Following publication of the European Commission's reform blueprint, Compassion in World Farming warns that EU agricultural policy won't achieve its objectives unless it promotes a move away from industrial livestock farming towards more extensive systems with high standards of animal welfare.
On 18 November 2010 the European Commission published its communication on the future of the Common Agriculture Policy (CAP), which is due to be reformed in 2013.
The document contains some recognition of animal welfare, but fails to place it at the heart of European agricultural policy.
Compassion in World Farming welcomes the Commission's emphasis on targeted payments to farmers for the provision of 'public goods', such as animal welfare, climate change mitigation and food security, as well as for improved environmental performance.
However, Compassion is concerned that the Commission fails to recognise the predominantly industrial nature of Europe's livestock sector and its detrimental impacts. We believe that a core objective of the CAP should be to help Europe replace industrial livestock production with more sustainable and humane forms of animal husbandry.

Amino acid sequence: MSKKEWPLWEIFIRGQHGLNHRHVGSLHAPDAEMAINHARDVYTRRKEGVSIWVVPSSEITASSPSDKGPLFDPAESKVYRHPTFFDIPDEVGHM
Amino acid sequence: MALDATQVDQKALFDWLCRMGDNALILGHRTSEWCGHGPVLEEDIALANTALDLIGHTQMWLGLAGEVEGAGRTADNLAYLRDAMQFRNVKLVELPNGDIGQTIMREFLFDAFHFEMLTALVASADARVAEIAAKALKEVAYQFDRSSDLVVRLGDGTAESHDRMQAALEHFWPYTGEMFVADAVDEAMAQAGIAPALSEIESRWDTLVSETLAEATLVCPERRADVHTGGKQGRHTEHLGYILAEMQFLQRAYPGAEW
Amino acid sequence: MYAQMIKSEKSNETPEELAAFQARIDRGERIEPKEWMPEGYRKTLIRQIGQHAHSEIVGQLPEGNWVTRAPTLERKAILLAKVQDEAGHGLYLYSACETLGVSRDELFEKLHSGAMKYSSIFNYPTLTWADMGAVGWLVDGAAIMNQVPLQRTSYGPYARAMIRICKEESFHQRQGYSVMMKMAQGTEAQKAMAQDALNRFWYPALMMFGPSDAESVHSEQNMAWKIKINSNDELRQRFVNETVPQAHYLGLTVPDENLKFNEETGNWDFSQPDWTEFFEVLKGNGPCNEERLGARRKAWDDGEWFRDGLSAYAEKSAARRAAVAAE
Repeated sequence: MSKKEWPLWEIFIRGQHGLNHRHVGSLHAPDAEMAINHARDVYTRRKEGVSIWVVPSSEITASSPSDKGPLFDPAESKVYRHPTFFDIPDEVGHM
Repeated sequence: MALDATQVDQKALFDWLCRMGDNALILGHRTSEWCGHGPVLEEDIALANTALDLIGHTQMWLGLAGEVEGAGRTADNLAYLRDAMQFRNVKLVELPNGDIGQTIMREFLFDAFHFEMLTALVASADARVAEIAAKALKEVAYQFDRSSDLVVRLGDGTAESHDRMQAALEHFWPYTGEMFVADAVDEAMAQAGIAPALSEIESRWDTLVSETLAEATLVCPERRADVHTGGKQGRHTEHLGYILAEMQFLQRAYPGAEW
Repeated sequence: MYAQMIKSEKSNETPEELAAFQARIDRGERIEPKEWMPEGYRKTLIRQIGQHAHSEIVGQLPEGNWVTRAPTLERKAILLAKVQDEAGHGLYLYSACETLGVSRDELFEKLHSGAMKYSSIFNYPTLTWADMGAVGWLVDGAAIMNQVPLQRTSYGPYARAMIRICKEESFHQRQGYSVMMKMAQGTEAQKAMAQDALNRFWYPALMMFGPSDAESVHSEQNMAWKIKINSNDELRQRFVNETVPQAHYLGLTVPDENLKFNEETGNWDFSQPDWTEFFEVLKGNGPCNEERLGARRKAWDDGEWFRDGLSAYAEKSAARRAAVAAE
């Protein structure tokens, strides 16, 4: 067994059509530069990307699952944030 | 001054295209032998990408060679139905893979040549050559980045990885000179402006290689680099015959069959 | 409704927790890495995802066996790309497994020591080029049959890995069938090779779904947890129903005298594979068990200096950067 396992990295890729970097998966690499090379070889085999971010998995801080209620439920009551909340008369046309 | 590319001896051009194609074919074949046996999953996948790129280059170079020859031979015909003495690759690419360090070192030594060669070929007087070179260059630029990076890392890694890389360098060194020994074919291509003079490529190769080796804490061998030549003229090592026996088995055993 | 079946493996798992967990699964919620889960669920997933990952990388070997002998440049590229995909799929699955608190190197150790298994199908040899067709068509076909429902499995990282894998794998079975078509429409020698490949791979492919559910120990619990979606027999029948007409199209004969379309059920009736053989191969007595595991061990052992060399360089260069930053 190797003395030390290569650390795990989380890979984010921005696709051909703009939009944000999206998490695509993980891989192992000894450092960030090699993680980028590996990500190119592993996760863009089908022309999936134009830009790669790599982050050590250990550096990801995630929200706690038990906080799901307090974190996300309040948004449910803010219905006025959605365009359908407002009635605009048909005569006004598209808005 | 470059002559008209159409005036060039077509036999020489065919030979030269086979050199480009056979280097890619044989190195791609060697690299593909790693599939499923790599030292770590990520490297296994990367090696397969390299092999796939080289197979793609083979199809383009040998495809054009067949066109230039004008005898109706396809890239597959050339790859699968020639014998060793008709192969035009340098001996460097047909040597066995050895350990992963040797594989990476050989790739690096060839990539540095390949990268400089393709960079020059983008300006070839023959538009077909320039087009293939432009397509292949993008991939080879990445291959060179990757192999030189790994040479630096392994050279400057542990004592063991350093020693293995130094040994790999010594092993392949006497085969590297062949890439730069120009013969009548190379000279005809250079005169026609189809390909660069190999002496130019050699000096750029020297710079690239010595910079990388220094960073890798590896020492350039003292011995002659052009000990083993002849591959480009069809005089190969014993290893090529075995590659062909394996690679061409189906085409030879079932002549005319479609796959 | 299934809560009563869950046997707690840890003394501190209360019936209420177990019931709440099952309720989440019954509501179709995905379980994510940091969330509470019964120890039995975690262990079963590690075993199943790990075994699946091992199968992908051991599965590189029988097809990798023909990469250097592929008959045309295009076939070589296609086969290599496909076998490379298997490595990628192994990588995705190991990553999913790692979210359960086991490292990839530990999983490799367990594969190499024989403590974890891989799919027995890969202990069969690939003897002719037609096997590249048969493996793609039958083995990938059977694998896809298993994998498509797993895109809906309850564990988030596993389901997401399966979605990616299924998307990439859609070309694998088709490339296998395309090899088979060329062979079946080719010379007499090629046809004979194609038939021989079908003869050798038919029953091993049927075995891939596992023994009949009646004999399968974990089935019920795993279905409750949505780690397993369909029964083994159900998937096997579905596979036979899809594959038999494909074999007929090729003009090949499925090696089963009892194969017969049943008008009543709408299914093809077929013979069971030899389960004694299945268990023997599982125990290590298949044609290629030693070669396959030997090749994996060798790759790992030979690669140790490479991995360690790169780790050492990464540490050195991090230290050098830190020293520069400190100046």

A move to more extensive, humane systems would not only lead to improved animal welfare, it would also help to solve the three major challenges which the Commission identifies as confronting European agriculture:
- raising farm animals on pasture would minimise the sector's reliance on cereals and soya to feed them and would therefore enhance food security;
- reducing the use of feed crops such as soya for animals would lead to more sustainable use of natural resources such as land, water and fossil fuel energy, and promoting extensive systems would reduce the environmental degradation and biodiversity loss entailed by industrial agriculture;
- supporting farmers to produce good quality food with the high standards of animal welfare increasingly valued by European consumers would increase the competitiveness of Europe's farming sector.
The CAP cannot hope to meet its main objectives unless it takes into account all elements of sustainability, including animal welfare.
Compassion will continue to lobby European institutions to ensure that animal welfare is incorporated more robustly into the CAP reform.
We believe that farm animals should not and need not suffer.
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